Though many academic artists at the time frowned upon working in craft, A.C. did not share their view. He seems to have been very influenced by the Arts and Crafts Movement. Living during the industrial revolution, these artists desired a return to a simpler time and created works that emphasized function, the construction, design and the use of natural materials. The height of this movement took place from 1880 to 1920 and was personified by individuals like William Morris and John Ruskin. A.C. was no different from the Arts and Crafts practitioners. He enjoyed every step of the creation process from the design on paper to hand working the materials to the creation of beautiful but functional pieces. You could easily see that in the houses he constructed.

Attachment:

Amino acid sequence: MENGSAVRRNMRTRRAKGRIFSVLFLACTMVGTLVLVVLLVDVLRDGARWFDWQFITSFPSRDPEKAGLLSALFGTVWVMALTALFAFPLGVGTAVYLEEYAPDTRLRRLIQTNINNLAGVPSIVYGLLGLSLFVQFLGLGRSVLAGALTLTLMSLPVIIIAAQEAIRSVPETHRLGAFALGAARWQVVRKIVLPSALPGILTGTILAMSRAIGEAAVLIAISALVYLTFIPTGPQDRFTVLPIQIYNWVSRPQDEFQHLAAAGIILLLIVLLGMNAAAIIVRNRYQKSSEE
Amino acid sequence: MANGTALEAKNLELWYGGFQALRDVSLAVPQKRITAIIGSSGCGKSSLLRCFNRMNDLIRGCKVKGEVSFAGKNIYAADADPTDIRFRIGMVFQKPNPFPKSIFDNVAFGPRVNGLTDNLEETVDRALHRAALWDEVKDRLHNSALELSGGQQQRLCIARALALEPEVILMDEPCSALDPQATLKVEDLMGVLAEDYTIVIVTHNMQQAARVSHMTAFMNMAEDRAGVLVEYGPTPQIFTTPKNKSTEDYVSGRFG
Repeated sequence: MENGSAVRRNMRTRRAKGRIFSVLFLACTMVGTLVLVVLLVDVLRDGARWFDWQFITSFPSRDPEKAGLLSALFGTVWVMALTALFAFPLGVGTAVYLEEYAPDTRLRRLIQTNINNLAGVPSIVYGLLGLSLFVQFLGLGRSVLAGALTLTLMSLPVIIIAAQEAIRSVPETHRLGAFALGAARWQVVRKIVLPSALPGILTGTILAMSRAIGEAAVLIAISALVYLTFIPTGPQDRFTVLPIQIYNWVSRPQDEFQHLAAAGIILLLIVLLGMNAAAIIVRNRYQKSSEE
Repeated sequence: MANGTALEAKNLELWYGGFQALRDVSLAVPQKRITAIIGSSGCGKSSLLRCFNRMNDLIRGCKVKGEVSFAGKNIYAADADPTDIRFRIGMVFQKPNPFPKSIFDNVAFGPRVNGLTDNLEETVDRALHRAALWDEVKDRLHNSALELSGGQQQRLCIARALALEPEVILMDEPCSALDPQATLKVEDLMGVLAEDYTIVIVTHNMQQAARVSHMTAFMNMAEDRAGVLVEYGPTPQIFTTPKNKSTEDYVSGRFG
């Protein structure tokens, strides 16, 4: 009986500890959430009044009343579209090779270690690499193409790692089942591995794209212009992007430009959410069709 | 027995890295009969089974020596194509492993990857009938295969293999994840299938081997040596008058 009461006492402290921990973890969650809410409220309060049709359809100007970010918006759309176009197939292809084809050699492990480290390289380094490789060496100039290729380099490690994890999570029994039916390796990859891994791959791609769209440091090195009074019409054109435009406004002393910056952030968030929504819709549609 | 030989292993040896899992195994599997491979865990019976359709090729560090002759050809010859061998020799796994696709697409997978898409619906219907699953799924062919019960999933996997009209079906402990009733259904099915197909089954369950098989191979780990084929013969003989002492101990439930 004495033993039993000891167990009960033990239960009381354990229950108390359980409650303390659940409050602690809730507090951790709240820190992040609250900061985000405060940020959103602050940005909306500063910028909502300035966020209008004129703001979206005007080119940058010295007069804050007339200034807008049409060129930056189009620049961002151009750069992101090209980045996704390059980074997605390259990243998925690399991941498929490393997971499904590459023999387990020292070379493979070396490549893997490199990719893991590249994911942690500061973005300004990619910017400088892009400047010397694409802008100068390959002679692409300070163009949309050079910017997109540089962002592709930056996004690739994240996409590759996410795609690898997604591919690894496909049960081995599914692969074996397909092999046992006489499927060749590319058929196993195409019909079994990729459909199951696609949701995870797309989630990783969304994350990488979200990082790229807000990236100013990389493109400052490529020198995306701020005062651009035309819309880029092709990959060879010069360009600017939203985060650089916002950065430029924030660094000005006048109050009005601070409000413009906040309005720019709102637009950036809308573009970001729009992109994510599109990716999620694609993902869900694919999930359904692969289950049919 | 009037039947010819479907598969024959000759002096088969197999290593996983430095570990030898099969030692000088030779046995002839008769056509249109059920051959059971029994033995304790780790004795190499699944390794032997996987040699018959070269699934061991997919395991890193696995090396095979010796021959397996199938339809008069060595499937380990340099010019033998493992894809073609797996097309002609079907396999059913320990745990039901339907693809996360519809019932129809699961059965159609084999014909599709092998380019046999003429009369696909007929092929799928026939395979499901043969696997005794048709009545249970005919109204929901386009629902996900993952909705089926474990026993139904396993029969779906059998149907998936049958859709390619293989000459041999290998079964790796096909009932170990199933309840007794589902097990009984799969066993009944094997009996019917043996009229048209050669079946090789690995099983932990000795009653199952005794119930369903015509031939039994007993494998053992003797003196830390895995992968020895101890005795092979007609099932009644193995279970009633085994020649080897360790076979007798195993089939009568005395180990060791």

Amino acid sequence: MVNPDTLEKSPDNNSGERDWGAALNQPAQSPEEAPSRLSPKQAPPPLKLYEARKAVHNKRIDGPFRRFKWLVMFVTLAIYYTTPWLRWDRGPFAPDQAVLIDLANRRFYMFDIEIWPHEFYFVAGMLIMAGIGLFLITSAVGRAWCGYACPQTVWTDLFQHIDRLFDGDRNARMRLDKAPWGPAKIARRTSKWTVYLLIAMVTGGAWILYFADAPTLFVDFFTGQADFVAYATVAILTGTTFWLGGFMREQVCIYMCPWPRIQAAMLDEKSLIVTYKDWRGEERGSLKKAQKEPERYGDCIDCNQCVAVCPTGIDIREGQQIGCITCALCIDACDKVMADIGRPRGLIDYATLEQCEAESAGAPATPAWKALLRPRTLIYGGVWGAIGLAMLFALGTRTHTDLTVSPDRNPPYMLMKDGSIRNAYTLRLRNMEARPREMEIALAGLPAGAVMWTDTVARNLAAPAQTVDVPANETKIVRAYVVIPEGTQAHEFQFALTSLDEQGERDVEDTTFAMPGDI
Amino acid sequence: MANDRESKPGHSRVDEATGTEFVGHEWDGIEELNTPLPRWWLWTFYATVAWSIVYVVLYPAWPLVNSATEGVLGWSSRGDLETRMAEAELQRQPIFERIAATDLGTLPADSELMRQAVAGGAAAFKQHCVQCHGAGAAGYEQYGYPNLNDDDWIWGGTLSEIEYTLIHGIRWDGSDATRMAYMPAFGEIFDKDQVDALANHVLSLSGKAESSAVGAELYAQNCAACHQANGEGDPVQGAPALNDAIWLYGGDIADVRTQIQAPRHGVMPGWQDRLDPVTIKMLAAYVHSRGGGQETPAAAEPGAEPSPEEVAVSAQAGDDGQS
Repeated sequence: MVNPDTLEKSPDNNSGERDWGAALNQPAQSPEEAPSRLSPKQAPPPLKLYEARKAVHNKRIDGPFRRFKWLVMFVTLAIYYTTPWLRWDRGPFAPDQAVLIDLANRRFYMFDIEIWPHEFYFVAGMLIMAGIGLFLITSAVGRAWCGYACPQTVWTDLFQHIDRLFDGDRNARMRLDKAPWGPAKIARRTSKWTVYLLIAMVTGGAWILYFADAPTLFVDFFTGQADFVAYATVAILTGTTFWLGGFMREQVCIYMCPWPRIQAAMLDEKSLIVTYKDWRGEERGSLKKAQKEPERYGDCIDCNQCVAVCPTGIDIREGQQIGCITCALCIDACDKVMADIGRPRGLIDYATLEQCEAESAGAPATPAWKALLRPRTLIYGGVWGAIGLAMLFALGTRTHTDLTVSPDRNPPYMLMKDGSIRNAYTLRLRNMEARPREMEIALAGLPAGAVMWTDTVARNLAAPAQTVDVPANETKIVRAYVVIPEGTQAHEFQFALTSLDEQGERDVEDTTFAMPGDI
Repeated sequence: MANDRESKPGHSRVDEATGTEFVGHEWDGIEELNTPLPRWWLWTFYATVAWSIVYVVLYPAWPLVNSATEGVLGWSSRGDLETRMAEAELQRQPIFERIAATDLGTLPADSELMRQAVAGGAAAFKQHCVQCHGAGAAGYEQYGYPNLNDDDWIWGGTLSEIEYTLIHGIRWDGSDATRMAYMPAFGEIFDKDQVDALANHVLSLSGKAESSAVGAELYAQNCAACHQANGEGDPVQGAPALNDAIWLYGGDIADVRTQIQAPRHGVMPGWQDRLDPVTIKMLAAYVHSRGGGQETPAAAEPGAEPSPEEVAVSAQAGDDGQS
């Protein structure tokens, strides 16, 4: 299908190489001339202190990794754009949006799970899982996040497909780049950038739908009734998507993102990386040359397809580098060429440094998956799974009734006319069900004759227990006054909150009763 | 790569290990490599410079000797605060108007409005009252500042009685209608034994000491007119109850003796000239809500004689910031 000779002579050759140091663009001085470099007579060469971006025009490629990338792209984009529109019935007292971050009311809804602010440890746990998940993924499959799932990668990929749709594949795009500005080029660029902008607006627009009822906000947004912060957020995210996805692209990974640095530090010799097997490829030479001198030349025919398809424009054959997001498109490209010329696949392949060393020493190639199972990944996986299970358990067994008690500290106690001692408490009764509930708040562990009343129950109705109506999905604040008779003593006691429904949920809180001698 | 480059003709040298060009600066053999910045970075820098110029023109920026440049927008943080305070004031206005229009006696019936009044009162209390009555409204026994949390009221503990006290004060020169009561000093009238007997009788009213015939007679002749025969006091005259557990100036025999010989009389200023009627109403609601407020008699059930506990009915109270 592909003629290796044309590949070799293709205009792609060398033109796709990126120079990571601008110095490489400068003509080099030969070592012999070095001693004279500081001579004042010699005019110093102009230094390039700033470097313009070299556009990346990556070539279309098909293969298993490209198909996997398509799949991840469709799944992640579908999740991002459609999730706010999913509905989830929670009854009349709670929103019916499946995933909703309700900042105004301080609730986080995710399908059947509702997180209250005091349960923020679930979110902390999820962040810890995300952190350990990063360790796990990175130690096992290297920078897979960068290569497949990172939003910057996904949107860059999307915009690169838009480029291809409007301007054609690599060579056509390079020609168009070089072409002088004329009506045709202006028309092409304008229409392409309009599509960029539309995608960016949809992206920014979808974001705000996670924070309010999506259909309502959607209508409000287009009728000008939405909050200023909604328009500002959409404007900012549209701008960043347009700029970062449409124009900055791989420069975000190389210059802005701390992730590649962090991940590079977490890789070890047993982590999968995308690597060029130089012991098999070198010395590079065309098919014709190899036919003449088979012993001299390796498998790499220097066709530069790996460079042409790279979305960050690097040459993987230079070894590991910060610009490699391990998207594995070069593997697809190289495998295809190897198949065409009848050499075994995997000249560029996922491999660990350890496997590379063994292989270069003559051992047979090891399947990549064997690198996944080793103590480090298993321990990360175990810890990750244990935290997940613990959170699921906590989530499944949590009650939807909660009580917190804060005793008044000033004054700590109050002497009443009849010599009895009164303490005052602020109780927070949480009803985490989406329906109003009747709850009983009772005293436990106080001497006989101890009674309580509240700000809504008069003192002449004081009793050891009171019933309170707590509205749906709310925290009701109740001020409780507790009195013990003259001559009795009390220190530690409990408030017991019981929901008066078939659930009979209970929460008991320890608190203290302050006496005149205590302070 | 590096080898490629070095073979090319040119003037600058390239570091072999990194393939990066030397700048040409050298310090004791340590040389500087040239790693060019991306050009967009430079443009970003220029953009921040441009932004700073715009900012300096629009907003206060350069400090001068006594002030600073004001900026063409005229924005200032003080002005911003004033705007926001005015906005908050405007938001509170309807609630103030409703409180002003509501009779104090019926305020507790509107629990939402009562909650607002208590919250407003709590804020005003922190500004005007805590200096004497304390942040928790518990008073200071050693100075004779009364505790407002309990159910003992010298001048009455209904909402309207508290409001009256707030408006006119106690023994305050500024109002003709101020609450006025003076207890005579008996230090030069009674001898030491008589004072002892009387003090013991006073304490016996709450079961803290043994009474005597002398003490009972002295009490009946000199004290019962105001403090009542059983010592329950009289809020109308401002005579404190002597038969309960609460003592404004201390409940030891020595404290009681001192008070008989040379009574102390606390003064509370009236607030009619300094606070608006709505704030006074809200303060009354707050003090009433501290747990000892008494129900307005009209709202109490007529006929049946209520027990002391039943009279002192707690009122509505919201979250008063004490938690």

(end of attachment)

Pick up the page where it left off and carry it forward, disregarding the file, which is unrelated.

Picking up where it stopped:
From 1930 to 1955, Barbara and A.C. moved around a lot and in many of the places they settled, A.C. designed and built their homes. While archival records are limited to only three of these houses, friends of the Leightons claim that there were up to 10. A.C.’s designs for these homes were inspired by the Arts and Crafts aesthetic and filled them with his own handcrafted furniture. The few houses of which we have records are all very similar to their last home, where the Leighton Art Centre is today. They all have a cruciform floor plan, a high central tower, and Tudor style half-timbering. Perhaps he was inspired by the English architecture that he had often painted. Many similarities can be seen between the Leighton homes and the buildings in his paintings.